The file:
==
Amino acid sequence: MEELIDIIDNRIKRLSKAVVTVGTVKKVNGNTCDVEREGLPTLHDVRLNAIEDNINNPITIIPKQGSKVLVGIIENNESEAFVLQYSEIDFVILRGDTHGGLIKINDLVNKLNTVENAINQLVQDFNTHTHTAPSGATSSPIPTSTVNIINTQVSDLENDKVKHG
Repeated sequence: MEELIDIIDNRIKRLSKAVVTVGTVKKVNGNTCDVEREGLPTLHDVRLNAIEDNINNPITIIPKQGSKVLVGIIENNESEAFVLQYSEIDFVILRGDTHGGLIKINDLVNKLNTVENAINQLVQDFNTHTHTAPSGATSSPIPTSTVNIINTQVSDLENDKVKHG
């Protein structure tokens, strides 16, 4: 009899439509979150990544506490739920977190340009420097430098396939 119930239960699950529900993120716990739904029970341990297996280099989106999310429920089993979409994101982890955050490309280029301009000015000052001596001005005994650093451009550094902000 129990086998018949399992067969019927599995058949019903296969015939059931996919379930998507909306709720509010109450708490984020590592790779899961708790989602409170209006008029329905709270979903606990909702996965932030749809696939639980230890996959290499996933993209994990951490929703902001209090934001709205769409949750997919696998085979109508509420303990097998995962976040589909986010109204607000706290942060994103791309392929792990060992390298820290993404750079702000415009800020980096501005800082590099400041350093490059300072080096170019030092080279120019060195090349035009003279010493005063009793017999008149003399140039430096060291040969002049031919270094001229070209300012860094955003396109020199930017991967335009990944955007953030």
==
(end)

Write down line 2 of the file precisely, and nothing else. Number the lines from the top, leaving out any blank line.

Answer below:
Repeated sequence: MEELIDIIDNRIKRLSKAVVTVGTVKKVNGNTCDVEREGLPTLHDVRLNAIEDNINNPITIIPKQGSKVLVGIIENNESEAFVLQYSEIDFVILRGDTHGGLIKINDLVNKLNTVENAINQLVQDFNTHTHTAPSGATSSPIPTSTVNIINTQVSDLENDKVKHG